Dr Stuart Myers

Boxer's Fracture

General

                                         

 

There are 27 bones in the hand & wrist. A fracture occurs when excess force is applied to a bone.

A Boxer’s Fracture is a fracture of the Neck of the 5th Metacarpal. It is usually caused by a punching injury.

When the forces are severe the bone may end up in multiple pieces or become significantly
displaced resulting in a deformity. An open (or compound) fracture is when a bone fragment
shows through the skin & is at risk of infection. This may occur if the punch hits a tooth.


- Many people think that a “fracture” is different from a “break”, but they are the same.


Effect on the hand


When a bone breaks there is bleeding from the bone ends which can result in finger
stiffness. If a fracture involves the joint surface then arthritis may develop later in life.

A Boxer’s Fracture results in loss of prominence of the little finger knuckle. It may result in
malrotation of the little finger such that it overlaps the ring finger when one makes a fist.
This has a significant affect on grip strength.

This fracture usually does not involve the joint surface and so arthritis in later life is unusual.

                             Malrotation                      Normal

                

 

In general the function of the ring and little fingers is to perform strong grip where as the
index and middle fingers are for fine grasp and manipulation.

Full bend of the little finger is therefore very important.


Fracture Types


Stable                              Unstable

Undisplaced                     Displaced (rotated)

Joint not involved            Joint involved

Closed                              Open

1 fragment                       Many fragments

Acceptable                        Unacceptable

Fixable                             Not Fixable


Treatment


1. Control & reduce swelling: - ice packs
- elevation

2. Control pain: - splint - pain killers


3. Coban bandage:
- lets other people know that you have a fractured hand.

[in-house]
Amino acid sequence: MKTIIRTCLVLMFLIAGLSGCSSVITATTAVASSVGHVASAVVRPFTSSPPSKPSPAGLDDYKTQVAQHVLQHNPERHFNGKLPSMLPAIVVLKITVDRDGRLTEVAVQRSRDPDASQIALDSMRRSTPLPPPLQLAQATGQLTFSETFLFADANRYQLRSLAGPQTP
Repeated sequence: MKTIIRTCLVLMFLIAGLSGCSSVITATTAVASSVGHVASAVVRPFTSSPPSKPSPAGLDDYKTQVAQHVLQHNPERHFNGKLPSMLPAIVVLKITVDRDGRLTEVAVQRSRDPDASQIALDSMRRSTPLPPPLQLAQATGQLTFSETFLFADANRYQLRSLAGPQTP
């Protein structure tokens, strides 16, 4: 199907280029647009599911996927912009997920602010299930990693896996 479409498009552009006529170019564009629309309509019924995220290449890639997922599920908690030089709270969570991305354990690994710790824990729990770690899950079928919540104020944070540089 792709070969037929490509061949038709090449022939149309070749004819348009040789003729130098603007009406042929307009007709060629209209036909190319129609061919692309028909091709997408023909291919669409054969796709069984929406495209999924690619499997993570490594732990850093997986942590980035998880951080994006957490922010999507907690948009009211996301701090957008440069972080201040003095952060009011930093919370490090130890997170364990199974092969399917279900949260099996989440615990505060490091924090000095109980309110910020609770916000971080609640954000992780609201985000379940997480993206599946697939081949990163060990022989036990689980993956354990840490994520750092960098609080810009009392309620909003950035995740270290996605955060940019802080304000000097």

- Discourages people from shaking your hand especially after 2-3 weeks when the pain has
improved but the fracture has not united.
- It is wrapped around the hand and between the ring and little fingers to prevent the little
finger catching on things

                            

 4. Prevent stiffness: - early movement if the fracture is stable, even before the fracture 

has healed (many Boxer’s fractures are stable)

 

 5. Prevent deformity

- “Reduction” means pulling the bones back into place. This can be done “Closed“ in which no
cut is made & a plaster or splint is applied or “Open” where a cut is performed & the bones are
directly repositioned. An open reduction often requires the use of wires or plates & screws.
- A closed reduction alone is rarely performed for a Boxer’s fracture because it is unstable once
the bone has been realigned (due to crushing of bone at the fracture site). It may be combined
with the insertion of wires through the skin.

                       

 

An open reduction with a plate allows immediate movement of the finger after the surgery which
is desirable to prevent stiffness.

 

                     

                      


The major indication to operate on a Boxer’s fracture is if the little finger is significantly rotated
and is affecting the function of the ring finger.


Results

                                        

- Loss of 5th Knuckle - Perfect alignment of the bone on X-ray is not always necessary to get an
excellent result. A large degree of forward angulation at the fracture site can be tolerated without
affecting hand function. This is because there is a large amount of compensatory movement
(25 - 40°) at the 5th C.M.C. joint to make up for deformity at the fracture site.

                                      

 

- A bony lump may appear at the fracture site as the bone heals & is known as “fracture callus”.
This is a normal part of the healing process & usually gets smaller over 6 - 12 months.

- Little finger droop – it often takes 6-8 weeks for the little finger to fully straighten

                             

 


- Ache – the hand often aches for 8 - 12 weeks after the fracture even though it has healed.


It will generally take 6 weeks for a hand fracture to heal and a further 6 weeks to reach near
normal strength. Very heavy lifting and contact sport should be avoided until the fracture has
solidly healed (8 - 12 weeks). Occasionally loss of bone alignment occurs & additional treatment
may be required.


________________________________________________________________________________________________

LAST UPDATED ON SATURDAY, 27  FEBRUARY 2015